Good leaders are facilitators. They strike the match which ignites the group—primarily by affirming the members of the group and encouraging them to participate. There are several principles which, if followed, will enable you to be an effective leader.
- Your attitude as the leader is one of the most significant factors in determining the spirit and tone of the discussion. Your respect for the authority of the Bible will be contagious even though you may never express it in words. Your love and openness toward people in the group will quickly infect those around you. Your relaxed attitude and genuine enjoyment of the discussion will spread to every group member from the start of the discussion.
- At the beginning of your first time together, explain that these studies are meant to be discussions not lectures. Then read or summarize the following guidelines for Bible discussions:
- The Bible is our textbook. We should let the Bible speak for itself rather than depending on what we have heard or read about it.
- Stick to the passage being studied. Our answers should be based on the verses which are the focus of the discussion.
- Realize that each person’s part in the discussion helps us to learn. Participate freely, but allow others to also.
- If the study guide has an introductory paragraph, read or summarize this for the group. This will orient the group to the passage being studied.
- As you begin to ask the group the questions in the guide, it will be helpful to keep several things in mind. First, the questions can often be used just as they are written. If you wish, you may simply read them aloud to the froup. Or you may prefer to express them in your own words. Howeber, unnecessary rewording of the questions is not recommended.
- There may be times when it is appropriate to deviate form the study guide. For exaple, a question may have already been answered. If so, move on to the next question. Or someone may raise an important question not covered in the guide. Take time to discuss it! The important thing is to use discretion. There may be many routes you can travel to reach the goal of the study. But the easiest route is usually the one the author has suggested.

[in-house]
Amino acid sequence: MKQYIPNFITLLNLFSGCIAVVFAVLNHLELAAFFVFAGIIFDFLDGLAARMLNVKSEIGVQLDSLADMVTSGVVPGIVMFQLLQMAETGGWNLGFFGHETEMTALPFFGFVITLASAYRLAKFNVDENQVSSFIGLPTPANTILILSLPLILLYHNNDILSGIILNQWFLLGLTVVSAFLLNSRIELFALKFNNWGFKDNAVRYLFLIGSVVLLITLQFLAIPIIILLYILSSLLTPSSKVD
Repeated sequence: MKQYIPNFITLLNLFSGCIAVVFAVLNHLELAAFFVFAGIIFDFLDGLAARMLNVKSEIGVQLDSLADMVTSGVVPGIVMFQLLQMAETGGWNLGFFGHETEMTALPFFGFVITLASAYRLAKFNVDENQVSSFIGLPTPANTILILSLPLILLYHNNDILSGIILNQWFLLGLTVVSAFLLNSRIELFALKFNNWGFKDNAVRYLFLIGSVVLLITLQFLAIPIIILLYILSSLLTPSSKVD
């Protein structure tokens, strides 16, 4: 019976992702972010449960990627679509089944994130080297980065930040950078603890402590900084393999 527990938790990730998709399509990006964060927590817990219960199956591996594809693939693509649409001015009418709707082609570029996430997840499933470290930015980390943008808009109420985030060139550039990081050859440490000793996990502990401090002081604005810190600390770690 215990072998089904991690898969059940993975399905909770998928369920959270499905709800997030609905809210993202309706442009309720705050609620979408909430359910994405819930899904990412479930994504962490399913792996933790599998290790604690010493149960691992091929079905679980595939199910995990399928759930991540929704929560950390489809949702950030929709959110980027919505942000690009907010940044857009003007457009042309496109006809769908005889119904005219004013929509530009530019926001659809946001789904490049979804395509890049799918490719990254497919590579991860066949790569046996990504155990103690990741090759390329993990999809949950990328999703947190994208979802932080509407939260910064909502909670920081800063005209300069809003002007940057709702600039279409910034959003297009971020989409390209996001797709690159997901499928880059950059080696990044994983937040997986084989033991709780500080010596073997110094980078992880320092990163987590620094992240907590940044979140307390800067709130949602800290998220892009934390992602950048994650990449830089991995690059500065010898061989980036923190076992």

- Avoid answering your own questions. If necessary, repeat or rephrase the question until it is clearly understood. An eager group quickly becomes passive and silent if they think the leader will do most of the talking.
- Don’t be afraid of silence. people need time to think about the question before formulating their answers. But try to discern the difference between fruitful silence (when people are thinking) and blanks (when your question seems unclear or irrelevant).
- Don’t be content with just one answer. Additional contributions will usually add depth and richness to the discussion. Ask, “What do the rest of you think?” or “Anything else?” until several people have had a chance to speak.
- Be affirming! People will contribute much more eagerly if they feel their answers are genuinely appreciated. One way to be affirming is to listen attentively whenever anyone speaks. Another is to verbally acknowledge their contribution. Respond to their answers by saying, “That’s a good observation” or “Excellent point.” Be especially affirming to shy or hesitant members of the group.
- Be willing to admit your own ignorance or faults. It is easy for leaders to feel that they must have answers to all questions raised. If a wrong answer is given, or if a leader makes a mistake and fails to admit it, community spirit will be hindered. Admitting our faults and weaknesses will often release the entire group to a new level of openness to God’s grace and to one anotehr.
- Periodically summarize what the group has said about the passage. This helps to draw together the various ideas mentioned and gives continuity to the study. But don’t preach.
- Conclude your time together with conversational prayer. Give everyone who wants to pray an opportunity to pray. Ask God’s help to apply those things which you learned in the study.
- Be sure to end on time. There is always a temptation to allow the study to continue. But if the group has previously decided to begin and end at a certain time, you should respect their decision. Studies that regularly go beyond the agreed time limit will tend to be counterproductive. Better to leave the group desiring more from Scriptures than wishing they had less!
James F. Nyquist and Jack Kuhatschek, Leading Bible Discussions, electronic ed. of completely rev & expanded ed., Logos Library System; Lifebuilder Bible Studies (Downers Grove: InterVarsity, 1997).